PENTAX K-1 MARK II
Enthusiast Digital SLR
There may have been no contest here, but the K-1 Mark II has the potential to take on any challenger given it represents the peak of D-SLR technology as we know it now. Just what parent company Ricoh has planned for Pentax down the track isn’t immediately clear, but the K-1 II admirably holds its own against the previous winners of this category that are still currently available. Let’s hope something interesting in mirrorless cameras is coming from this venerable brand in the not too distant future.
While the Mark II model represents a fairly modest upgrade on its predecessor, it’s a very interesting package overall, starting with the advances made to its pixel shifting capability. Pentax was an earlier adopter of this technique for creating higher resolution images by combining multiple images captured via four single-pixel shifts of the sensor (i.e. left, right, up and down). Pentax primarily uses the technique to enhance colour reproduction (as each pixel point ends up with a red, blue and two green components), but there are also enhancements to resolution and sharpness, plus reduced noise and the elimination of the colour artefacts caused by conventional interpolation. Normally, it’s necessary to use a tripod as multi-frame capture is involved, but Pentax’s ‘Dynamic Pixel Shift Resolution’ now allows for handheld shooting… which is quite a step forward in shifting’s useability. This mode uses an additional processor to analyse the way the camera is being held and applies selective shifts accordingly… which is pretty clever stuff.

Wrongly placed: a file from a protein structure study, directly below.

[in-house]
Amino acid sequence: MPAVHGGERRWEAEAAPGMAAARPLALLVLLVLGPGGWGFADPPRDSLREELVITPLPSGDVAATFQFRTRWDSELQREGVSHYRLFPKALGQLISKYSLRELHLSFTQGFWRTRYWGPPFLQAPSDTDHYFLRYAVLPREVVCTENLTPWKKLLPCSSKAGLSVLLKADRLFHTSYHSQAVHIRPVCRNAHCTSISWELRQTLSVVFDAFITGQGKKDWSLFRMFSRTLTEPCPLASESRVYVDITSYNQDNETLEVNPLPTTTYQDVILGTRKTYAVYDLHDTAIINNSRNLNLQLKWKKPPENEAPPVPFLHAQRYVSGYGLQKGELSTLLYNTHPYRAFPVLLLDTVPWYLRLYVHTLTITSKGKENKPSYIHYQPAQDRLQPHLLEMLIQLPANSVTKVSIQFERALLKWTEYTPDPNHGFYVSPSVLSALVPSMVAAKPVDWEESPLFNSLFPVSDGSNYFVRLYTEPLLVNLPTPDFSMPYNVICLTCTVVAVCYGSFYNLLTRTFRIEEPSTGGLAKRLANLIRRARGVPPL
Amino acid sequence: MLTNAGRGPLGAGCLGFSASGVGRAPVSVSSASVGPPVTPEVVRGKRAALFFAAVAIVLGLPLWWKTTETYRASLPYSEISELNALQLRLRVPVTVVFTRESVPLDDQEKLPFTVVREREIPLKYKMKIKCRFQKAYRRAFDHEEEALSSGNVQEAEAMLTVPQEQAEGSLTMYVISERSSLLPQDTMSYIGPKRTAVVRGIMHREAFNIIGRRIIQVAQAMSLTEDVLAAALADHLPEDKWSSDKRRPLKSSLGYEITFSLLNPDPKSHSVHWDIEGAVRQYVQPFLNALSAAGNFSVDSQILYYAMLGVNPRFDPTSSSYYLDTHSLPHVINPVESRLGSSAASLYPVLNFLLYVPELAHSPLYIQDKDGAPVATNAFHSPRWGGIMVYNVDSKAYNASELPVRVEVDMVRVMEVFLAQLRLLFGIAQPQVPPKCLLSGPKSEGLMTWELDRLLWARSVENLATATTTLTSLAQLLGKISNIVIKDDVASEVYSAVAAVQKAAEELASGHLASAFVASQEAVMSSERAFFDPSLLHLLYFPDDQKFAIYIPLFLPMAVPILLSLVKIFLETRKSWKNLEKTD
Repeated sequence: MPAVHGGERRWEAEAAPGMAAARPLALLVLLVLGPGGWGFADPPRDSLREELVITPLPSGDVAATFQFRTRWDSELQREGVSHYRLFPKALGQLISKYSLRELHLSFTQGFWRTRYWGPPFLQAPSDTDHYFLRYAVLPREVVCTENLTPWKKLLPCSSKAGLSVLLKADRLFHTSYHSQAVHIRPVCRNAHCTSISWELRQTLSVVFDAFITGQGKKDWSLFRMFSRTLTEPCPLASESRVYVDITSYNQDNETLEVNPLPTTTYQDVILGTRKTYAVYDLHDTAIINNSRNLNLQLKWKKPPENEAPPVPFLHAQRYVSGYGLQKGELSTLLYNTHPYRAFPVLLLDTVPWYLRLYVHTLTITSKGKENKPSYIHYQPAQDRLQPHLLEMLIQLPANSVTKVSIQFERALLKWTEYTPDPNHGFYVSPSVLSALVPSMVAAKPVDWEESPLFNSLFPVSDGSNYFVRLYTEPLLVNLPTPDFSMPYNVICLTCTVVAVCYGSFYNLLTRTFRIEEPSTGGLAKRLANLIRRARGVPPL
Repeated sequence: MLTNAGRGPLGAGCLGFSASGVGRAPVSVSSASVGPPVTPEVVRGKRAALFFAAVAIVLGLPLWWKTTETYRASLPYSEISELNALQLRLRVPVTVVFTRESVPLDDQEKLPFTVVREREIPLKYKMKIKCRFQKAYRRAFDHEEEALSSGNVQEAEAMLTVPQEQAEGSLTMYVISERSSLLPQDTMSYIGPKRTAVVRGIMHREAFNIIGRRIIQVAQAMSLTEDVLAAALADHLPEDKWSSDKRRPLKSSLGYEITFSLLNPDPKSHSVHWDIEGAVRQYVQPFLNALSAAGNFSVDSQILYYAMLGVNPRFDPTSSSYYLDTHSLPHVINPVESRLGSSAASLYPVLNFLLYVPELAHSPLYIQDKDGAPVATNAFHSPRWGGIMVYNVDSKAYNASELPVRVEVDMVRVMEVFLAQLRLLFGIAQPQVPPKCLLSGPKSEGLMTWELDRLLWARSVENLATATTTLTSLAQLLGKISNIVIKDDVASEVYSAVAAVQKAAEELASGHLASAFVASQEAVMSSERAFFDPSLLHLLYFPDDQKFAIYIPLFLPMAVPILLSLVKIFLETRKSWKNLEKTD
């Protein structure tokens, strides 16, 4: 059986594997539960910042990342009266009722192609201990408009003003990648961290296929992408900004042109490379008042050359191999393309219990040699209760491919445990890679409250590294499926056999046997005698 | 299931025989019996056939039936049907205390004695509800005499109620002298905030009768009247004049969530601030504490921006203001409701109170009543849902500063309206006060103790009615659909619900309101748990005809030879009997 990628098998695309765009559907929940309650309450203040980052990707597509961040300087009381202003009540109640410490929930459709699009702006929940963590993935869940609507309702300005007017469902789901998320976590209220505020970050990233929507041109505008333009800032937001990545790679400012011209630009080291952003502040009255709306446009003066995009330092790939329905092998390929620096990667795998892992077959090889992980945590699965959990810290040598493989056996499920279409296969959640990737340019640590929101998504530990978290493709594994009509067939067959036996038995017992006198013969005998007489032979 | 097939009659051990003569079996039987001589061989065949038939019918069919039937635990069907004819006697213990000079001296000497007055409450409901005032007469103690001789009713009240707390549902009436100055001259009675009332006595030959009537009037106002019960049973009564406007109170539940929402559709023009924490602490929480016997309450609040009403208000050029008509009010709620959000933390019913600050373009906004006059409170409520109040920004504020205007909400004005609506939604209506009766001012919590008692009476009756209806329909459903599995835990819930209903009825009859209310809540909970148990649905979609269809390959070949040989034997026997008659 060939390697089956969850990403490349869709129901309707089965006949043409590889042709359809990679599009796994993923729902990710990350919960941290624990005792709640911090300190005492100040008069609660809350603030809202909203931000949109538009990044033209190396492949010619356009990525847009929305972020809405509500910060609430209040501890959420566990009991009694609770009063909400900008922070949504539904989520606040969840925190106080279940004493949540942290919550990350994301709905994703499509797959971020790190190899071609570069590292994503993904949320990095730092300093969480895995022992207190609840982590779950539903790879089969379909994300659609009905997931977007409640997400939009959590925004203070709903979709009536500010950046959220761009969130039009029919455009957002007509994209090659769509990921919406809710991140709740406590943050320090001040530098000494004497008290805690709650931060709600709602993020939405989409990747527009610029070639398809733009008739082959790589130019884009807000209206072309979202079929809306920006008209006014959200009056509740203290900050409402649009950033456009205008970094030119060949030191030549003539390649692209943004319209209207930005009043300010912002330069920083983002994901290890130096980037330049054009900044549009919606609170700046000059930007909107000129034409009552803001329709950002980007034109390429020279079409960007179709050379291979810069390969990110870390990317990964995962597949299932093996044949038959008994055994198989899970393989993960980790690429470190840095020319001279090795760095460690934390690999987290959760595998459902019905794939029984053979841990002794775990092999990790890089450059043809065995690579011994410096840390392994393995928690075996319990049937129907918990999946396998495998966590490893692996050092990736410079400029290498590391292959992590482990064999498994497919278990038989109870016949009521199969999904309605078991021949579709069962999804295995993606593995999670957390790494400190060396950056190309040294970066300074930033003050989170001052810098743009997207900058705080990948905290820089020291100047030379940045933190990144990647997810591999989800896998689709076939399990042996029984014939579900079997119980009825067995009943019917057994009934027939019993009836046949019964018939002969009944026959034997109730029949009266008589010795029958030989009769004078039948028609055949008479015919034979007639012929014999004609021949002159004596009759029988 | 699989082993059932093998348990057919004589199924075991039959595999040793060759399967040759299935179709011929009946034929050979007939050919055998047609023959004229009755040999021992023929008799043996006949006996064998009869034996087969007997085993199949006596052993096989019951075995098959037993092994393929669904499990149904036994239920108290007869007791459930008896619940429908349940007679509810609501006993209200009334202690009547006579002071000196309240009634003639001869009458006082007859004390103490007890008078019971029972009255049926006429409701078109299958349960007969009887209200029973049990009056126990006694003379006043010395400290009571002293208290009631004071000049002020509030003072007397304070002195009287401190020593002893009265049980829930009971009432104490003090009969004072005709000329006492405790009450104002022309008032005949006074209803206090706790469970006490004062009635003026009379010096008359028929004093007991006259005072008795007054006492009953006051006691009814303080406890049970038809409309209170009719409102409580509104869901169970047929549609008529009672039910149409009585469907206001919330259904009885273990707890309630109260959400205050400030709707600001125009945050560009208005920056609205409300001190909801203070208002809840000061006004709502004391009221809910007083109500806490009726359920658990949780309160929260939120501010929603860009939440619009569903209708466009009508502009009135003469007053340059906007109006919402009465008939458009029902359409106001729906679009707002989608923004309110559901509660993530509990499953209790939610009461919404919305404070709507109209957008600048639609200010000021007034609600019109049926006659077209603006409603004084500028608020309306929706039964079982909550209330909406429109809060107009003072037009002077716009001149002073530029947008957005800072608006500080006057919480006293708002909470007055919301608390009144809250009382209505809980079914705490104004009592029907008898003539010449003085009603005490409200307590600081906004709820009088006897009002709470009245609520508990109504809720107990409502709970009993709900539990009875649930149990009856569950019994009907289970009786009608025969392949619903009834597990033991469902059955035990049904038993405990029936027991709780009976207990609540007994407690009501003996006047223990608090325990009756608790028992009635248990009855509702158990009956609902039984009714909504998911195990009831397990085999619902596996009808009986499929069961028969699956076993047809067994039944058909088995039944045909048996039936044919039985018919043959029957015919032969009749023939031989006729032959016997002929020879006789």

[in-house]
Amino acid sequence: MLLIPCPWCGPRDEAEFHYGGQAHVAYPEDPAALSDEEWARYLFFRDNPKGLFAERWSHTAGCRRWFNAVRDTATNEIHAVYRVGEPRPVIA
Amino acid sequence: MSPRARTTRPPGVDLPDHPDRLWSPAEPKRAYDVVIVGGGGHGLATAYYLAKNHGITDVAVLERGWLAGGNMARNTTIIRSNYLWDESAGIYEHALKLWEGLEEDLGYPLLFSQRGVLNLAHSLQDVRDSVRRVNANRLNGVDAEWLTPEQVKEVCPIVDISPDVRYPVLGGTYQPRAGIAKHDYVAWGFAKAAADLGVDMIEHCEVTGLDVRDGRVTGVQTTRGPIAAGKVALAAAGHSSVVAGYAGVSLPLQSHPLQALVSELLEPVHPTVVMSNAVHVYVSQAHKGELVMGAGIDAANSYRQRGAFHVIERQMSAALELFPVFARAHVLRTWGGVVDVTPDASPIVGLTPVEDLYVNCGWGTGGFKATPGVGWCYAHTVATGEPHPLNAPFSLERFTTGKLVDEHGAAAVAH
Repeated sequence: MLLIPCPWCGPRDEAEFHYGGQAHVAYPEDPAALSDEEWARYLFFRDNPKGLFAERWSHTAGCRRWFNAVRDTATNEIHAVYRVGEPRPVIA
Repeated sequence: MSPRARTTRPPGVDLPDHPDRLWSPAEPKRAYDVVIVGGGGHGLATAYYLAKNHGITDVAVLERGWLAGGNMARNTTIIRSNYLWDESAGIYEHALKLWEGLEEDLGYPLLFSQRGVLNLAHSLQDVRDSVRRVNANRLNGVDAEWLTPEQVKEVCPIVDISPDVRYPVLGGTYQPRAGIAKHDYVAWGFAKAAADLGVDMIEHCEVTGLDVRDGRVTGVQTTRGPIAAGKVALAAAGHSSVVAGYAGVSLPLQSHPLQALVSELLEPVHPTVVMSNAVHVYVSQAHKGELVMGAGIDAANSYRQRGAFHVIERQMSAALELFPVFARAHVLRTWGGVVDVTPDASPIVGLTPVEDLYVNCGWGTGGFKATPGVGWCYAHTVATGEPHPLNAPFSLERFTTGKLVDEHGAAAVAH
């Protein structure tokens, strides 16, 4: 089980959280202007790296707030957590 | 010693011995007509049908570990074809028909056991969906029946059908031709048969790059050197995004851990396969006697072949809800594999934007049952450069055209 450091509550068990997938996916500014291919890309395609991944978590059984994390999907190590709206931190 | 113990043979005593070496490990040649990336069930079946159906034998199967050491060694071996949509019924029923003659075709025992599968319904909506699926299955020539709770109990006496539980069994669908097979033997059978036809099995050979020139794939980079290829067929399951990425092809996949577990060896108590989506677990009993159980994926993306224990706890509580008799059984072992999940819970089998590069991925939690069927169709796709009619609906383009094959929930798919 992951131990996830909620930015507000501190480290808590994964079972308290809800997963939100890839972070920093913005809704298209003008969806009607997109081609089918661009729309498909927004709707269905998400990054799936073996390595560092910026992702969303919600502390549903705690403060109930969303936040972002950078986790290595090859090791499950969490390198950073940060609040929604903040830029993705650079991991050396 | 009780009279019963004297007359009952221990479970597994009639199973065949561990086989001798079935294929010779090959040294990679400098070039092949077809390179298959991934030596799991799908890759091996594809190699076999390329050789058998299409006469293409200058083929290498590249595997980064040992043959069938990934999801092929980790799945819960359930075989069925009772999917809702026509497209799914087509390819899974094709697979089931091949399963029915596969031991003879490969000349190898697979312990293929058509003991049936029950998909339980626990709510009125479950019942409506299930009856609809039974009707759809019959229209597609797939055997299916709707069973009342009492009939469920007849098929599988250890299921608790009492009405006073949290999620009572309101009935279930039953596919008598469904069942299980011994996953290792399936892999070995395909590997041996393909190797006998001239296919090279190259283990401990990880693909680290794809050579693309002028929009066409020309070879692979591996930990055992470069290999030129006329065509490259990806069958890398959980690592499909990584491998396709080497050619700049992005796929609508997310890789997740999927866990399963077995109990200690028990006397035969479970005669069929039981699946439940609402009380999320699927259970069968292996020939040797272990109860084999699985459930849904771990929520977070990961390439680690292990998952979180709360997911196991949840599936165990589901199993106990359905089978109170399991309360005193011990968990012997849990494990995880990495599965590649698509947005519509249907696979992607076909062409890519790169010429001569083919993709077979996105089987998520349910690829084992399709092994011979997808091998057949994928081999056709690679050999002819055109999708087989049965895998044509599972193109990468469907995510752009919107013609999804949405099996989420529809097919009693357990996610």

Additionally, the sensitivity range is pushed further to the equivalent of ISO 819,200 and the focus tracking’s speed and reliability are improved via a new algorithm. The nifty ‘AA Filter Simulator’ from the previous model is retained and allows the degree of moiré correction to be balanced with optimising resolution. It remains the best thought-out solution to dealing with moiré patterns.
Add these features to the K-1 II’s weather-sealed and insulated metal bodyshell, 36.77 megapixels full35mm sensor, 33-point AF, 86,000 pixels RGB metering, five-axis IBIS, and 300,000 cycles FP shutter; and you have what is arguably the most capable ILC (of any type) on the market. Plus there’s some really clever little design touches such as the four strategically positioned ‘Operation Assist’ lights, the ingenious flexible tilt LCD monitor (so it can even be set at an angle) and the single-action function dial which make this camera something quite special. It’s a bit of a mystery why it hasn’t attracted much more attention… something we hope this award might help rectify.